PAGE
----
Written by Emily Reardon.
A couple of weeks ago, I was in the middle of teaching a lesson on creative writing to a class full of eager twelve year olds. I was explaining how to be successful on the assignment when I kept being pulled into tangents by hands shooting in the air followed by questions that all started with the words “what if.” I played along and answered a few of the tangential questions, but then I looked at the clock and realized I didn’t have time to keep stopping for the “what ifs.” I finally explained that all of the what-if scenarios were hypothetical, not real, and that we didn’t need to focus on them. My class seemed to accept this idea very willingly and we moved on.
Upon reflection, I wondered why I could so easily dismiss the “what ifs” of others while I felt so intertwined with my own. It was probably because I could stand in the front of the room and tell my class with confidence that they had nothing to worry about and that as long as they tried their best and followed the rubric they would be just fine, and they believed me. If only I had as much faith in myself as they did in me, I might be able to shut down my own, much scarier “what ifs.”
People who live with anxiety, OCD, and other mental health conditions are no strangers to negative “what ifs.” These are thoughts that creep into the brain seemingly out of the blue, plant themselves there, and refuse to leave. They range from moderately troubling (What if I sent that email to the wrong person?) to disturbing (What if my friends secretly do not like me?) to downright terrifying (What if I accidentally harm a loved one? What if thinking this means I actually want to?). They are unwanted, unproductive, and sometimes intrusive.
The problem is that people who experience negative “what ifs” and intrusive thoughts (thoughts that do not really seem to belong to us or align with our moral code) often know that these thoughts are irrational. There is no question upon checking a text-message recipient for the tenth time that I know I’ve sent it to the right person, but still my brain will insist, but what if you didn’t? So why do we sometimes continue to listen to these “what ifs” even though we know they are not rational? The answer lies in how much power and importance these thoughts are given.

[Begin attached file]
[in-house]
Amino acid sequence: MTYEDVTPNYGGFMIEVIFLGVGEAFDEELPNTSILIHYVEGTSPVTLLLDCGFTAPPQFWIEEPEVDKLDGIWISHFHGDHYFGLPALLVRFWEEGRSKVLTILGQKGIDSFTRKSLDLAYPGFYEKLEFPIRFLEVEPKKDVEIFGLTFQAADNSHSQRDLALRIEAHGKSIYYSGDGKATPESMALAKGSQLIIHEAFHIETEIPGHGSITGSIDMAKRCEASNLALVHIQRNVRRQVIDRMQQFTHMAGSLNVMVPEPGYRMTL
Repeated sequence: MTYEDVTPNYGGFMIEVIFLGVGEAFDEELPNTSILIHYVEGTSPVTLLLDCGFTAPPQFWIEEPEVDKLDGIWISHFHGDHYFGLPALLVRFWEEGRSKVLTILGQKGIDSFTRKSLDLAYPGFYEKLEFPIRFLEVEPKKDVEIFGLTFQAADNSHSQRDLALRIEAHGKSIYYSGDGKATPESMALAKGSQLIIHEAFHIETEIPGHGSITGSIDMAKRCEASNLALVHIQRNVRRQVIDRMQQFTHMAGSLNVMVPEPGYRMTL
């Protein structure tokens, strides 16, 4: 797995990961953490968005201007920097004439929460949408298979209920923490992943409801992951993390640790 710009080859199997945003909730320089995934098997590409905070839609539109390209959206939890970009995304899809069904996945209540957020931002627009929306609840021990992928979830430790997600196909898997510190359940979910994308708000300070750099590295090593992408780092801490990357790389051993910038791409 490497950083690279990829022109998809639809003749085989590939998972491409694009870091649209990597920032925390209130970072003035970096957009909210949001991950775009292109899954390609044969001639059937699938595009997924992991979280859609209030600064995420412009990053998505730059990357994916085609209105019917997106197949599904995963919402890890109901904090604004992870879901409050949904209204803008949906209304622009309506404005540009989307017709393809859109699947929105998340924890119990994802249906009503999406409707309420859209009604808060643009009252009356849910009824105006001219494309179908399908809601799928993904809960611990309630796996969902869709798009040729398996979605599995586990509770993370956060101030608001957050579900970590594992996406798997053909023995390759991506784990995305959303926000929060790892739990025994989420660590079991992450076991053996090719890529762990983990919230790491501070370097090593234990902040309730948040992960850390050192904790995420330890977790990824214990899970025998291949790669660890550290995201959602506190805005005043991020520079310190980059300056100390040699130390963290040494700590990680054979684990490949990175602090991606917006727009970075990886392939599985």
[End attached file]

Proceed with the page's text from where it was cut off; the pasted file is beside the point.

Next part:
One thing that is known about mental illness in 2016 is that there is usually no “cure” per se, but there is recovery and rewiring of the brain. Negative “what ifs” go with anxiety like peanut butter with jelly, and there is no magical remedy to make them go away. However, there are some things that can be done to gain power over the “what ifs” before they escalate.
First, you can label those thoughts as just that; thoughts. As a human being, you think tens of thousands of thoughts every day, most of which are subconscious and completely irrelevant. If a disturbing “what if” creeps in, remember that it is just a thought and let it be. You may have a tendency to actively try not to think about a disturbing “what if”, but doing so will only make the thought crop up more. (For example, when I say do not think about pancakes, you instantly start thinking about pancakes!) Accept that you are having a frightening thought, and then remember that it is just a thought and has no power over you.
Another thing you can try is practicing mindfulness. For anyone familiar with the world of mental health, mindfulness is a common buzzword and a technique that people use to stay focused on the present. Practicing mindfulness can provide relief from thinking about negative things that could happen in the future and overthinking things that may have happened in the past. Mindfulness means being in the present. To practice mindfulness, think about where you are and what you can observe with your senses. Feel yourself breathing. Accept your thoughts as just thoughts.
Finally, you can seek help. No matter how terrifying, disgusting, or irrational a “what if” or intrusive thought may be, you can bet that someone else has had it before you. Seeking therapy with a professional and being honest about the thoughts that burden you is a wise and healthy action to take.
As someone who has struggled with intrusive thoughts since I was young, I do not deliver any of this lightly. Dismissing these “what ifs” is hard, near impossible sometimes, and they may never truly go away. That being said, with “what ifs,” it is not so important to make them go away as it is to train ourselves to cope with them in healthy, constructive, and understanding ways. “What ifs” only have power if you let them, because as I told my seventh graders so nonchalantly, they are not real.